Author

Esther Moore

Date of Award

2009

Degree Type

Thesis

Degree Name

Master of Science (MS)

Department

Earth and Environmental Sciences

Supervisor

A.P. Dickin

Language

English

Abstract

Geochronological study of the Grenville Province has been an ongoing project at McMaster for the past 20 years. Over 1,500 orthogenesis samples have been collected from a 700,000 square kilometer region, and geochemically analyzed for Neodymium model ages. This vast area has been subjected to multiple accretion and ductile deformation episodes, creating great geological complexity.

The two mam belts of the Grenville Province are the Allochthonous Belt, consisting of terranes which were laterally transported by the Grenville orogeny, and the underlying Parautochthonous Belt. The boundary separating these two major belts is termed the Allochthon Boundary Thrust (ABT) and represents the northwesterly limit of major crustal movement during the Grenville orogeny. Due to the high degree of exhumation of mid to lower crustal levels, identification of the ABT is difficult within Southwestern Ontario. As a result, lithological maps, such as the Geological Survey of Canada (GSC) map of the Grenville Province created by Davidson (1998), do not correctly identify sections of the ABT. In addition, impOliant geological features such as structural outliers (klippen) of the Allochthonous belt are not correctly identified. Along much of its length the ABT defines the boundary between Archean- Paleoproterozoic (> 1.8 Ga) and the Paleo- Mesoproterozoic «1.8 Ga) crust. Therefore, by measuring the isotopic composition of either side of the ABT the boundary can be clearly defined.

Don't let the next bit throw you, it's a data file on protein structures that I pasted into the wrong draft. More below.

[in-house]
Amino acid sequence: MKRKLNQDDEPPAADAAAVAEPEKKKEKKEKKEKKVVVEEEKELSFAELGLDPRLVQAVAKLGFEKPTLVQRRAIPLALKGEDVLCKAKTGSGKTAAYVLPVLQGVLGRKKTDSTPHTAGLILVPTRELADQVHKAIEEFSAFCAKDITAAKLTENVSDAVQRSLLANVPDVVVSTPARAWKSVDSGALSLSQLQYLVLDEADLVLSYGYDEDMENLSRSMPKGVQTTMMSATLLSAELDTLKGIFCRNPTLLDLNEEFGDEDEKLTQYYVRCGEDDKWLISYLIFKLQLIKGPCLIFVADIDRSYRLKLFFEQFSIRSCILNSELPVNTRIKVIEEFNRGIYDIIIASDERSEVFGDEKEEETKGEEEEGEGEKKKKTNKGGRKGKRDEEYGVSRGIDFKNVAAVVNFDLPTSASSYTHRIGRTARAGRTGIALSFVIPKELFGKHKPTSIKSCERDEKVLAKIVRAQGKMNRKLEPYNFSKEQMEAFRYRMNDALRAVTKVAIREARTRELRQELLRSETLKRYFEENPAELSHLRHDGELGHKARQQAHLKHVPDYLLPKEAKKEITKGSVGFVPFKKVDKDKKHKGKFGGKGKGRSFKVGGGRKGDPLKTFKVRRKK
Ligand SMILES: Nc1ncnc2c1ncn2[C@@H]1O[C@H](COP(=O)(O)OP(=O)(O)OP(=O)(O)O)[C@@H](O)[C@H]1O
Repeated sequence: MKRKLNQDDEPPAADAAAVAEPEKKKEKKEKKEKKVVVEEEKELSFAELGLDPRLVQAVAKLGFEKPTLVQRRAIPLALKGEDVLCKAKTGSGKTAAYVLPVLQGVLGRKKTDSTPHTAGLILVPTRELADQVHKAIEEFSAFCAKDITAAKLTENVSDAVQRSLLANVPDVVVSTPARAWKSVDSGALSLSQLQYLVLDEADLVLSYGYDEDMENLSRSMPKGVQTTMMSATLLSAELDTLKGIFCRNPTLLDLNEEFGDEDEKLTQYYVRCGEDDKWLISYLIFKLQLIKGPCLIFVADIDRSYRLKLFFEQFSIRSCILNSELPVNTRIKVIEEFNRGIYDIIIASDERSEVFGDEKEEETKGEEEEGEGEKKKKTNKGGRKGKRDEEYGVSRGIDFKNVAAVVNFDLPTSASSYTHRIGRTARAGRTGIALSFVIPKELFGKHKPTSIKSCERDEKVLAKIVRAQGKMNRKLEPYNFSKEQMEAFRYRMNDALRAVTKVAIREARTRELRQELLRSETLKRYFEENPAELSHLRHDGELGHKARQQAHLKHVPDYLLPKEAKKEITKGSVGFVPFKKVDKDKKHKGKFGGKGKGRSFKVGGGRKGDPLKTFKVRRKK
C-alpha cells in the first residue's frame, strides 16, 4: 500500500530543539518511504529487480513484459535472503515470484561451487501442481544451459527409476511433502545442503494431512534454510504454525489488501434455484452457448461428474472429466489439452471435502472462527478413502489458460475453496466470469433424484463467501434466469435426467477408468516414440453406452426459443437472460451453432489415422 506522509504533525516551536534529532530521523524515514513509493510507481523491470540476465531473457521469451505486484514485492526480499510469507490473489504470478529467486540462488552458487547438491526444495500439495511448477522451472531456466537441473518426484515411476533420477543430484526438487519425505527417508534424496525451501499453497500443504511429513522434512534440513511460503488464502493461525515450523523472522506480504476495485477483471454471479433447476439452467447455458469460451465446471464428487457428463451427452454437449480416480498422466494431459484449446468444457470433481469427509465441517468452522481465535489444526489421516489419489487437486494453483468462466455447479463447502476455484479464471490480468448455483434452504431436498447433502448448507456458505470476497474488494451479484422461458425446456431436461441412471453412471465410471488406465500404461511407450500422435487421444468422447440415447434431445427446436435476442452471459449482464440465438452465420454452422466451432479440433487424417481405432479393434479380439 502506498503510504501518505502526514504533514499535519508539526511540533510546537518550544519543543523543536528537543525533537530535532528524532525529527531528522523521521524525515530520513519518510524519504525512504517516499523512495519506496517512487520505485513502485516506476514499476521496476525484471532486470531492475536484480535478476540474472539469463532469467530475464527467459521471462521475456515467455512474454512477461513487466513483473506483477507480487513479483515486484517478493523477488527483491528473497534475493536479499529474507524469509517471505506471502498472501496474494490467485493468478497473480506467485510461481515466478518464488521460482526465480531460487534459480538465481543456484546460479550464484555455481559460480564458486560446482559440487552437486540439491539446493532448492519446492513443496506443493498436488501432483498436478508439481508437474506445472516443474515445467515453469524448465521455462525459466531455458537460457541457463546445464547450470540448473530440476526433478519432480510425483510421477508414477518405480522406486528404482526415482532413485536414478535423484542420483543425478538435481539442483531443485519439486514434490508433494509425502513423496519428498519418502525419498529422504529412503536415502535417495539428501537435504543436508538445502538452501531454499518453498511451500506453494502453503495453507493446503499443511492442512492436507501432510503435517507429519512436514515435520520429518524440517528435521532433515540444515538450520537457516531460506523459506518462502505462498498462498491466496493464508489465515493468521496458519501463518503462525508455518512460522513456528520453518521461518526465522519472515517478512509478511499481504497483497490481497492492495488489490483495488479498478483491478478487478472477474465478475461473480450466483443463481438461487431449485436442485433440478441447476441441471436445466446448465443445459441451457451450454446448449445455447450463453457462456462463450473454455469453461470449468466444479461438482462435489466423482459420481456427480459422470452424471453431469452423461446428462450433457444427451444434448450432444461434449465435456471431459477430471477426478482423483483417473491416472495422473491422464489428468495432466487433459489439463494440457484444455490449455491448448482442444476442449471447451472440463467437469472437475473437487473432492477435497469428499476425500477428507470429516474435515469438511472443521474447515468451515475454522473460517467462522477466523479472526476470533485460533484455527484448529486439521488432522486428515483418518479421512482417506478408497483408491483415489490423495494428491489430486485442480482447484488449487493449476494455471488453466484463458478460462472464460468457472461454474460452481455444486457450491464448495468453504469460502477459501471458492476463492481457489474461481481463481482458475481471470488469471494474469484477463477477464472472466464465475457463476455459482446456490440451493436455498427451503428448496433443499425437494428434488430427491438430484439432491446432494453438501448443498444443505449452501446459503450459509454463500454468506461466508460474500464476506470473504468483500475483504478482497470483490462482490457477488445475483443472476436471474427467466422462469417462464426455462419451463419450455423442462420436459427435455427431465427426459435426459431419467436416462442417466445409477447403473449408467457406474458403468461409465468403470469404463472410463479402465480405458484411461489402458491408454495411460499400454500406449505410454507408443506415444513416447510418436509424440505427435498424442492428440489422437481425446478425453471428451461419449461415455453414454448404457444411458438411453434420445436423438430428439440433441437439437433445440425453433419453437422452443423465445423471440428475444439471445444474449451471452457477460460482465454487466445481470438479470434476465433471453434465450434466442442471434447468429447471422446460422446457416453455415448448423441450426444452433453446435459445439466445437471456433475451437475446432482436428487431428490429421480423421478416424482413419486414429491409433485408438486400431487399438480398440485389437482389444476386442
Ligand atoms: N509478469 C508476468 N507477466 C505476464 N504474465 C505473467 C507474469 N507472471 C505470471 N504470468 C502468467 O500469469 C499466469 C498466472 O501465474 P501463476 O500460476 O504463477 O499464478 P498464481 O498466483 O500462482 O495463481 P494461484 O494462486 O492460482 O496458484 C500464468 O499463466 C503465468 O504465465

Previously collected Nd isotope data were plotted on ESRI's Geographical Information System (GIS) and digitally represented. Interpolation based on sample age distribution was conducted to assess completeness of the data set. Interpolation techniques included triangulated irregular networks, inverse distance weighting, and kriging, which were used to obtain global and localized trends. This approach highlighted discrepancies between geological and geospatial interpretation, therefore highlighting areas which needed additional sampling.

Nd-model analysis of olihogneiss from four areas collected within Northeastern Ontario and Southwestern Quebec have provided additional information to this interpolation process. Through the addition of these samples the boundaries of the ABT and klippen have become much more precise. Digital mapping of the terranes of the Grenville Province through integration of the aforementioned techniques has provided an improved understanding to the geological history of the Grenville Orogeny.

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